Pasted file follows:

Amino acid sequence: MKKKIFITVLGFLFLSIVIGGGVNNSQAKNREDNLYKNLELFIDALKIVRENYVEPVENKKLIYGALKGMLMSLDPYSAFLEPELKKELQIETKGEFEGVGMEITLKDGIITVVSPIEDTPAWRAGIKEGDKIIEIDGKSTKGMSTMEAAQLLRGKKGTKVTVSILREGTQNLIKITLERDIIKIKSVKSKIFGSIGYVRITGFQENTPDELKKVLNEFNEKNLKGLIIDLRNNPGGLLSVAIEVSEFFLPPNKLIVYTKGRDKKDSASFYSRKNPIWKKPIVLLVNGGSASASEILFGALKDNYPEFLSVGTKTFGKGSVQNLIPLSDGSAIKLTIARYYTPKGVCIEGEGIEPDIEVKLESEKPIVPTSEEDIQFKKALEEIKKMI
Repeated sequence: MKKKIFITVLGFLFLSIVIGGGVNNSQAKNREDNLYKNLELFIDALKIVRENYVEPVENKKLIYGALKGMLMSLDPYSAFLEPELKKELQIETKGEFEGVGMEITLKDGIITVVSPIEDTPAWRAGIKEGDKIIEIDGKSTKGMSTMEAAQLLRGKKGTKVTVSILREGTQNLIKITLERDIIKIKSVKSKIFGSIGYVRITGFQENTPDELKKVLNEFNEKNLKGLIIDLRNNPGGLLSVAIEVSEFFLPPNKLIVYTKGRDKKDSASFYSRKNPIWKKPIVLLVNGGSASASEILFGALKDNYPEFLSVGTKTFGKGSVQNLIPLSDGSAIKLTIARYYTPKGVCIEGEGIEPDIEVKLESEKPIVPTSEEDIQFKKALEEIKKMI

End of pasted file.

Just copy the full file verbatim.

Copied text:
Amino acid sequence: MKKKIFITVLGFLFLSIVIGGGVNNSQAKNREDNLYKNLELFIDALKIVRENYVEPVENKKLIYGALKGMLMSLDPYSAFLEPELKKELQIETKGEFEGVGMEITLKDGIITVVSPIEDTPAWRAGIKEGDKIIEIDGKSTKGMSTMEAAQLLRGKKGTKVTVSILREGTQNLIKITLERDIIKIKSVKSKIFGSIGYVRITGFQENTPDELKKVLNEFNEKNLKGLIIDLRNNPGGLLSVAIEVSEFFLPPNKLIVYTKGRDKKDSASFYSRKNPIWKKPIVLLVNGGSASASEILFGALKDNYPEFLSVGTKTFGKGSVQNLIPLSDGSAIKLTIARYYTPKGVCIEGEGIEPDIEVKLESEKPIVPTSEEDIQFKKALEEIKKMI
Repeated sequence: MKKKIFITVLGFLFLSIVIGGGVNNSQAKNREDNLYKNLELFIDALKIVRENYVEPVENKKLIYGALKGMLMSLDPYSAFLEPELKKELQIETKGEFEGVGMEITLKDGIITVVSPIEDTPAWRAGIKEGDKIIEIDGKSTKGMSTMEAAQLLRGKKGTKVTVSILREGTQNLIKITLERDIIKIKSVKSKIFGSIGYVRITGFQENTPDELKKVLNEFNEKNLKGLIIDLRNNPGGLLSVAIEVSEFFLPPNKLIVYTKGRDKKDSASFYSRKNPIWKKPIVLLVNGGSASASEILFGALKDNYPEFLSVGTKTFGKGSVQNLIPLSDGSAIKLTIARYYTPKGVCIEGEGIEPDIEVKLESEKPIVPTSEEDIQFKKALEEIKKMI